Activity monitor: A particular brain-wave pattern may augur autism in a toddler with tuberous sclerosis.
© Tobilander / Adobe Stock

Slow, disorderly brain waves may flag autism in toddlers

Certain patterns of electrical activity in the brain may signal autism in children with tuberous sclerosis complex, a related genetic condition.

By Emily Anthes
23 September 2019 | 4 min read

Certain patterns of electrical activity in the brain may signal autism in children with tuberous sclerosis complex (TSC), a related genetic condition. Toddlers who have both TSC and autism have brain waves that are unusually out of sync across hemispheres, a new study suggests1.

The study offers a potential marker for autism well before traditional diagnostic tests would pick up the condition.

The oscillation speed of certain brain waves, as recorded by electroencephalography (EEG), also tracks with cognitive ability in children who have TSC, regardless of autism status.

“We were able to identify, in the first two years of life, very robust EEG markers of both cognitive impairment and autism in TSC,” says lead researcher Shafali Jeste, associate professor of psychiatry, pediatrics and neurology at the University of California, Los Angeles.

TSC is often diagnosed before birth or in early infancy. Most children with TSC also have epilepsy, and roughly half have autism. Predicting which babies will be diagnosed with autism is important for getting therapy to those most likely to need it.

Unlike children with TSC alone, those with both TSC and autism show social-communication difficulties in their first year of life2. They also show a decline in nonverbal intelligence between the ages of 1 and 3 years. Researchers have been looking for objective measures of some of these early signs of autism.

“Having something that we can objectively measure for individuals at risk [of autism] has really been lacking,” says Darcy Krueger, director of the Tuberous Sclerosis Clinic at Cincinnati Children’s Hospital Medical Center in Ohio, who was not involved in the study. “This is addressing a primary need within the field as a whole.”

Slow waves:

Jeste and her colleagues used EEG to measure the brain activity of 35 children with TSC and 20 typical children at ages 12 and 24 months as the children sat in their caregivers’ laps watching a research assistant blow bubbles. The researchers focused on alpha waves — low-frequency electrical signals produced by the resting brain.

Alpha oscillations typically get faster as children get older. “It’s a really robust marker of healthy brain development,” Jeste says.

At 12 months of age, infants with TSC and controls have comparable peak oscillation speeds, the team found. But at 24 months, children with TSC have slower alpha waves than typical children do.

Oscillation speed at 24 months tracks with later cognitive function, the researchers found; 2-year-olds with higher peak alpha frequencies scored higher on tests of cognitive function at age 3 than the other children.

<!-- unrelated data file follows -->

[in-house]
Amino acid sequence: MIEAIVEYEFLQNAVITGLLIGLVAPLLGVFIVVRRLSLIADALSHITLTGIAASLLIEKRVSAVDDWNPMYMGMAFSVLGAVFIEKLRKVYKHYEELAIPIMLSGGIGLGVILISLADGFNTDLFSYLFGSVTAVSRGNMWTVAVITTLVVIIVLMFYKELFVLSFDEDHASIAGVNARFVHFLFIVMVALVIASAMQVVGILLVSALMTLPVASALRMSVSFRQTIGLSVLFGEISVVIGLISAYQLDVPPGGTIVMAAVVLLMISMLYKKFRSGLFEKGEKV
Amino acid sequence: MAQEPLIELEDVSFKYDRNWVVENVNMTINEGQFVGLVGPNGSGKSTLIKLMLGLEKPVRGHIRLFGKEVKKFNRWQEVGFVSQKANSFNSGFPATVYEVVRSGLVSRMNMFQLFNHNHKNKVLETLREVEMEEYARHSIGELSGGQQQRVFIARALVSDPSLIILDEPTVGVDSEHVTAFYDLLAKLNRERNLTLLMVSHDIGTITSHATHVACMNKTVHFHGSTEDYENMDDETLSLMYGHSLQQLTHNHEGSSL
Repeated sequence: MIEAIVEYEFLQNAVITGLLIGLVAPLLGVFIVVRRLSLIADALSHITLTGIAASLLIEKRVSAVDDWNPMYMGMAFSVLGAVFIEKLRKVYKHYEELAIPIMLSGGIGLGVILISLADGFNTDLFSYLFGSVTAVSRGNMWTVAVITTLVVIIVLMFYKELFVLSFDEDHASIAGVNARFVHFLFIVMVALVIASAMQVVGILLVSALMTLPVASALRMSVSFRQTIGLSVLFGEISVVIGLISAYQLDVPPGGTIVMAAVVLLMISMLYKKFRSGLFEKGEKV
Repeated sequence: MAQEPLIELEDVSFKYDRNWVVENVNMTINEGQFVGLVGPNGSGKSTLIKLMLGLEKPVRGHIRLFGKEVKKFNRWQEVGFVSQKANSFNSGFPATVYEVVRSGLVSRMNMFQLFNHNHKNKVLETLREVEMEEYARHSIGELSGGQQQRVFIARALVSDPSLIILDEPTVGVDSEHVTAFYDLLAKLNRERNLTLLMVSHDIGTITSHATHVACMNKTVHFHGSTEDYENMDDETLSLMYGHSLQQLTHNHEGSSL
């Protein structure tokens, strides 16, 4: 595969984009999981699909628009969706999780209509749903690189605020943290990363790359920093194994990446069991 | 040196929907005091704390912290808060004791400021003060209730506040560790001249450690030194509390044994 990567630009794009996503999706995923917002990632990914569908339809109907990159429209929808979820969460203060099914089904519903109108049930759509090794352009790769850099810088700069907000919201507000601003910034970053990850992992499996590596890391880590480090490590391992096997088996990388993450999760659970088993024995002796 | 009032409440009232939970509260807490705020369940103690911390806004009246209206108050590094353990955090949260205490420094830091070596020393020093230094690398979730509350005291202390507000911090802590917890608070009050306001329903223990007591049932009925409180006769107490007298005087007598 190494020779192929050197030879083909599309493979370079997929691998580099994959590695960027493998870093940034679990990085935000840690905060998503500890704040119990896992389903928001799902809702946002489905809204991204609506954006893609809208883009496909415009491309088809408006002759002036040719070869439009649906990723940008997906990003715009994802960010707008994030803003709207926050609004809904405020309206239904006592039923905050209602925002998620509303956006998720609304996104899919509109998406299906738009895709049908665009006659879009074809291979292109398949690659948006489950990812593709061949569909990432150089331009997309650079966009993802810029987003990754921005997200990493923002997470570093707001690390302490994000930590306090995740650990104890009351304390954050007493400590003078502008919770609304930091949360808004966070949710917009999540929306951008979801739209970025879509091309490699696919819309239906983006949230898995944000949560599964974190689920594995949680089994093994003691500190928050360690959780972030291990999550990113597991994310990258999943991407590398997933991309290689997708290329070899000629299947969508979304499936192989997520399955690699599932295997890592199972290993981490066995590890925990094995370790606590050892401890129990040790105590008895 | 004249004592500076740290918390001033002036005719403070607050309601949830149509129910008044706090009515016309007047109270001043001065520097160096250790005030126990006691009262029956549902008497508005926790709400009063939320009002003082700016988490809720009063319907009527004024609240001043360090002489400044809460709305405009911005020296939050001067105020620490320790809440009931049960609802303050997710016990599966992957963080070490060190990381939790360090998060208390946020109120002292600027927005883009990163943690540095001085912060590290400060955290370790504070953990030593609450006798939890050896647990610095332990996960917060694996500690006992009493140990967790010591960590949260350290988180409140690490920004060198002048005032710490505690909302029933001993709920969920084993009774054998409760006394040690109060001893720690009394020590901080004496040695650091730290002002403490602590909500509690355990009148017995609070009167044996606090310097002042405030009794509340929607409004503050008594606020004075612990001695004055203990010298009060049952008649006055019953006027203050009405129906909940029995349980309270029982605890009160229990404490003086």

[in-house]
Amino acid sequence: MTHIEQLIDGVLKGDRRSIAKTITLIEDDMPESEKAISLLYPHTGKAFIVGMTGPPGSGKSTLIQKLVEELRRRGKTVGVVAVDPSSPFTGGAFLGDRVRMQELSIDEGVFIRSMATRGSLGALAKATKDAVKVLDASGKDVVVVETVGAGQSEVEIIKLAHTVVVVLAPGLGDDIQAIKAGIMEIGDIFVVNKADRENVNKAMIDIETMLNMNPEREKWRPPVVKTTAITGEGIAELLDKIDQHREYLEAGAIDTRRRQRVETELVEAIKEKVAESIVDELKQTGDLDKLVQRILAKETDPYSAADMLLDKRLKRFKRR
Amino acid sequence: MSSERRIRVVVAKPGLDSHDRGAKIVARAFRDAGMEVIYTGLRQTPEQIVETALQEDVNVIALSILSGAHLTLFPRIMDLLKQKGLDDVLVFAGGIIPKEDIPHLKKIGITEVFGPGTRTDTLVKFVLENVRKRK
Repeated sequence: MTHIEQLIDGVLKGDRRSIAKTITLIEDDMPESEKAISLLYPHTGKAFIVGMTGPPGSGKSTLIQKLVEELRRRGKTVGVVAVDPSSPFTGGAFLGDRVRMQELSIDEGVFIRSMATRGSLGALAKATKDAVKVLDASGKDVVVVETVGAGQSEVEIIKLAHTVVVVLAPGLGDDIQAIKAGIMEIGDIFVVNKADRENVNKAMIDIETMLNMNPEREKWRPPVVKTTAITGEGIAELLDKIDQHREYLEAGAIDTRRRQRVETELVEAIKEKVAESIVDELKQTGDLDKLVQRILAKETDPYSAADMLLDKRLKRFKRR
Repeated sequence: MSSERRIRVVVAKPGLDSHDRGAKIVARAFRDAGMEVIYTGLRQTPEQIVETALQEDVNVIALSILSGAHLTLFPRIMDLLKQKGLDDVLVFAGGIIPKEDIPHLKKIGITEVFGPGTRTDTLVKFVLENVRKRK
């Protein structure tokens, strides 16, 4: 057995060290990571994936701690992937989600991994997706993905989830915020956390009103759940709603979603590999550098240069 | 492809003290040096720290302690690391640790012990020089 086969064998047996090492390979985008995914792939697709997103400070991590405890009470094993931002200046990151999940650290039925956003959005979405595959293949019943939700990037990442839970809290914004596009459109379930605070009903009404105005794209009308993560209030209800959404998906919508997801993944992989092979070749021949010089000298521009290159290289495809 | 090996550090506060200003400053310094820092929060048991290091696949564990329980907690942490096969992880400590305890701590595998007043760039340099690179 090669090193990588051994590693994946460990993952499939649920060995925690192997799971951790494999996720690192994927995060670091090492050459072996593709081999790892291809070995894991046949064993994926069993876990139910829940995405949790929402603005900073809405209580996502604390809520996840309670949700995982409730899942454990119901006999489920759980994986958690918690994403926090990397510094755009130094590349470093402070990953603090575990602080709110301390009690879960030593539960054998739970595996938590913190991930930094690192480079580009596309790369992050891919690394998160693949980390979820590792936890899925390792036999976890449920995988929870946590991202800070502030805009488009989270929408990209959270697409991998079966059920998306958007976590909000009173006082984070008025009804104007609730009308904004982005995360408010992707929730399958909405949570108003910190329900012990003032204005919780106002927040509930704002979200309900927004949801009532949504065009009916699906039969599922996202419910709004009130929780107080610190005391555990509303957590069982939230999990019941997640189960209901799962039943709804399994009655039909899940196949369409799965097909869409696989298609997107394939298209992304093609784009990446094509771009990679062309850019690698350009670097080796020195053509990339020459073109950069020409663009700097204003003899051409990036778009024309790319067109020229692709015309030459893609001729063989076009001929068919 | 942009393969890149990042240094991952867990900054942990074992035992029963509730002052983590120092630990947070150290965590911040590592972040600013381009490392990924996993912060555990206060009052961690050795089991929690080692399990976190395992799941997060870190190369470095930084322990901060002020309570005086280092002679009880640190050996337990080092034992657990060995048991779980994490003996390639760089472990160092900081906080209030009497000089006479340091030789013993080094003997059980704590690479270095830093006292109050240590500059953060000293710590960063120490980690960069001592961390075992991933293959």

Jeste and her colleagues also measured the synchronization of alpha waves between brain regions in different hemispheres. At 24 months, they found, synchrony is lower in the children with TSC later diagnosed with autism than in those with TSC alone.

“It’s a really nice, technically well-done study,” says Peter Davis, a neurologist at Boston Children’s Hospital who was not involved in the study. “They confirm that kids who later have autism have differences that you can see very early on in life.”

Out of sync:

Brain regions with synchronized oscillations are better connected than those with oscillations that are out of sync. So the findings suggest that brain hemispheres in 2-year-old children with TSC and autism are less connected than in those with TSC alone.

The results are consistent with the theory that disrupted brain connectivity and weak long-range connections underlie autism.

Oscillations between brain hemispheres are also less synchronized in 1-year-olds with TSC than they are in controls, suggesting that TSC by itself is associated with weak connections between hemispheres. The findings appeared online in August in Autism Research.

Given the study’s small sample size and overlap between groups, however, it is not yet possible to forecast the developmental trajectory of individual children. “It’s still not quite at a predictive level,” Davis says. “You can’t take a kid who comes in and do this analysis and say, ‘Oh they’re going to develop autism.’”

It’s also not clear whether the pattern extends to autistic children who do not have TSC.

Jeste and her colleagues are trying to identify EEG biomarkers of autism in children younger than 1 year. “The earlier we can identify those markers, the earlier we can start monitoring them more closely, and even recommending intervention,” she says.

  1. Dickinson A. et al. Autism Res. Epub ahead of print (2019) PubMed
  2. McDonald N.M. et al. Autism Res. 10, 1981-1990 (2017) PubMed